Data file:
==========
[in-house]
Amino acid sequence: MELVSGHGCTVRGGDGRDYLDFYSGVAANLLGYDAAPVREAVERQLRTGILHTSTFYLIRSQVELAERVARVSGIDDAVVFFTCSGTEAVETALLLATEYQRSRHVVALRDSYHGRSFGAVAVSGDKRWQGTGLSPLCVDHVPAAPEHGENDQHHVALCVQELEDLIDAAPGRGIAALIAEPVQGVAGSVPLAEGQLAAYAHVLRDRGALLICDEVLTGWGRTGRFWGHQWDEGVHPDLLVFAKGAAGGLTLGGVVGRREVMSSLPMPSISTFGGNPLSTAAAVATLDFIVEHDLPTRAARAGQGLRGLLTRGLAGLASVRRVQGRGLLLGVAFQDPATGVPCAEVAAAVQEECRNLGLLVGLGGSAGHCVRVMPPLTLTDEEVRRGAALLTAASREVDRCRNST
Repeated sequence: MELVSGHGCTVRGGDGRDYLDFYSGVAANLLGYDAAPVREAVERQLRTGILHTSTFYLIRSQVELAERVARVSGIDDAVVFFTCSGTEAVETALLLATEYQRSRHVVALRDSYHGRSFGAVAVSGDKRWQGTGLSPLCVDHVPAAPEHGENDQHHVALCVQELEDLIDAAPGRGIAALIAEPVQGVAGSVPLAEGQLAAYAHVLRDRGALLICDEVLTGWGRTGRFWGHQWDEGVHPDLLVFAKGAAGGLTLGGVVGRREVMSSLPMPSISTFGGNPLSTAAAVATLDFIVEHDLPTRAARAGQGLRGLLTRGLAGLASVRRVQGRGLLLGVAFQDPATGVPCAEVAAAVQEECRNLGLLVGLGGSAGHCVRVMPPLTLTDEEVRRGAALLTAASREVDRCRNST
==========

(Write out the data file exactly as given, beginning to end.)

[in-house]
Amino acid sequence: MELVSGHGCTVRGGDGRDYLDFYSGVAANLLGYDAAPVREAVERQLRTGILHTSTFYLIRSQVELAERVARVSGIDDAVVFFTCSGTEAVETALLLATEYQRSRHVVALRDSYHGRSFGAVAVSGDKRWQGTGLSPLCVDHVPAAPEHGENDQHHVALCVQELEDLIDAAPGRGIAALIAEPVQGVAGSVPLAEGQLAAYAHVLRDRGALLICDEVLTGWGRTGRFWGHQWDEGVHPDLLVFAKGAAGGLTLGGVVGRREVMSSLPMPSISTFGGNPLSTAAAVATLDFIVEHDLPTRAARAGQGLRGLLTRGLAGLASVRRVQGRGLLLGVAFQDPATGVPCAEVAAAVQEECRNLGLLVGLGGSAGHCVRVMPPLTLTDEEVRRGAALLTAASREVDRCRNST
Repeated sequence: MELVSGHGCTVRGGDGRDYLDFYSGVAANLLGYDAAPVREAVERQLRTGILHTSTFYLIRSQVELAERVARVSGIDDAVVFFTCSGTEAVETALLLATEYQRSRHVVALRDSYHGRSFGAVAVSGDKRWQGTGLSPLCVDHVPAAPEHGENDQHHVALCVQELEDLIDAAPGRGIAALIAEPVQGVAGSVPLAEGQLAAYAHVLRDRGALLICDEVLTGWGRTGRFWGHQWDEGVHPDLLVFAKGAAGGLTLGGVVGRREVMSSLPMPSISTFGGNPLSTAAAVATLDFIVEHDLPTRAARAGQGLRGLLTRGLAGLASVRRVQGRGLLLGVAFQDPATGVPCAEVAAAVQEECRNLGLLVGLGGSAGHCVRVMPPLTLTDEEVRRGAALLTAASREVDRCRNST